She was born Lady Jayne Seymour Fonda, but earned her reputation as “Hanoi Jane” Fonda after “aiding and abetting” the enemy – North Vietnam – as documented in these photos taken in Hanoi (July 1972):
Hanoi Jane on North Vietnamese anti-aircraft gun: A few hundred yards from the location of this photograph, American POWs were being subjected to all manner of torture at the “Hanoi Hilton.” You can read about one of those POWs, Col. Roger Ingvalson, whose aircraft was shot down by an NVA-AAG similar to the gun Hanoi Jane is straddling.
Fonda called returning POWs “hypocrites and liars,” adding, “These were not men who had been tortured. These were not men who had been starved. These were not men who had been brainwashed. … Pilots were saying it was the policy of the Vietnamese and that it was systematic. I believe that’s a lie.” You can read about one of Fondas “hypocrites and liars” in this Veterans Day Profile: Point Man, Roger Helle
Read the transcript of Hanoi Jane’s propaganda radio broadcast delivered in Hanoi, North Vietnam on August 22, 1972.
As for the success of anti-democracy protests by radical protagonists like Fonda, John Kerry and others, Hanoi could not have been more pleased.
General Vo Nguyen Giap, supreme leader of the North Vietnamese Army, told CBS in a 1989 interview: “We paid a high price [during the Tet offensive] but so did you [Americans] … not only in lives and materiel. Do not forget the war was brought into the living rooms of the American people. … The most important result of the Tet offensive was it made you de-escalate the bombing, and it brought you to the negotiation table. It was, therefore, a victory…. The war was fought on many fronts. At that time the most important one was American public opinion. ”
More to the point, in a 1995 interview with The Wall Street Journal, Bui Tin, a communist contemporary of Giap and Ho Chi Minh, who was serving as an NVA colonel assigned to the general staff at the time Saigon fell, had this to say about the Leftmedia and Soviet puppets like “Hanoi” Jane Fonda and John Kerry: “[They were] essential to our strategy. Support of the war from our rear was completely secure while the American rear was vulnerable. Every day our leadership would listen to world news over the radio to follow the growth of the American antiwar movement. Visits to Hanoi by people like Jane Fonda, and former Attorney General Ramsey Clark and ministers gave us confidence that we should hold on in the face of battlefield reverses.”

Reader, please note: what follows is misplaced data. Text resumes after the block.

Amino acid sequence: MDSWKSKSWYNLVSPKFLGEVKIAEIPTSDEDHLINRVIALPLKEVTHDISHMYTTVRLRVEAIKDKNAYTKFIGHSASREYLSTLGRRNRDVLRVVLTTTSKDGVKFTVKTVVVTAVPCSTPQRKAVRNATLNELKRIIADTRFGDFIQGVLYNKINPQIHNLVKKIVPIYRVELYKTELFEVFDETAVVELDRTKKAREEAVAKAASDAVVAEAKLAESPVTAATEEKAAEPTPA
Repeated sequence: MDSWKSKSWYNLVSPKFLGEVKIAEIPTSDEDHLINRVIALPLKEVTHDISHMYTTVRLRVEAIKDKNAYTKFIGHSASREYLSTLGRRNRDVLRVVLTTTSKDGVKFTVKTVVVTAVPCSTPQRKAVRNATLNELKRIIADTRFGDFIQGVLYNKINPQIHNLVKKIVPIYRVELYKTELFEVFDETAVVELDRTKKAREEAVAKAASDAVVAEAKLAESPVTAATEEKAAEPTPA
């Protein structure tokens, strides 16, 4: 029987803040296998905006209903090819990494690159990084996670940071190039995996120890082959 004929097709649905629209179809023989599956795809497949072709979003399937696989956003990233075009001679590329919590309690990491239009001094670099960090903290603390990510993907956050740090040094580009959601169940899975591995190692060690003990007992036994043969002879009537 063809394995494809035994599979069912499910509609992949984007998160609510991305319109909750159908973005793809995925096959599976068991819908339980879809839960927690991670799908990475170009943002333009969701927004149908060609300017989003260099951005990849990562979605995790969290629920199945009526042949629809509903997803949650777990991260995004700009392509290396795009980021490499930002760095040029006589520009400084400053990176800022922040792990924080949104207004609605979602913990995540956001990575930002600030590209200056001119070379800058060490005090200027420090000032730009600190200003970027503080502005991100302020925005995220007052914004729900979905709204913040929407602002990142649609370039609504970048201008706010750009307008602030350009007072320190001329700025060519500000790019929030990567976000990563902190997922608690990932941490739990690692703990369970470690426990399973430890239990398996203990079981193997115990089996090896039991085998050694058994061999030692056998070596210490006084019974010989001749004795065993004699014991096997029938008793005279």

Bui stated further, “Those people represented the conscience of America. The conscience of America was part of its war-making capability, and we were turning that power in our favor. America lost because of its democracy; through dissent and protest it lost the ability to mobilize a will to win.”
Most notably, Bui observed, that the 1968 Tet Offensive was “to weaken American resolve during a presidential-election year. We had the impression that American commanders had their hands tied by political factors. Your generals could never deploy a maximum force for greatest military effect.”
Sixteen years later, under enormous pressure after Ronald Reagan had restored the honorable social standing of military service, Fonda admitted to former American POWs and their families that she regretted the pain she caused them. Few accepted her apology.
In a 2005 interview with CBS, Fonda reiterated that she had no regrets about her trip to North Vietnam in 1972. “There are hundreds of American delegations that had met with the POWs. Both sides were using the POWs for propaganda… It’s not something that I will apologize for.”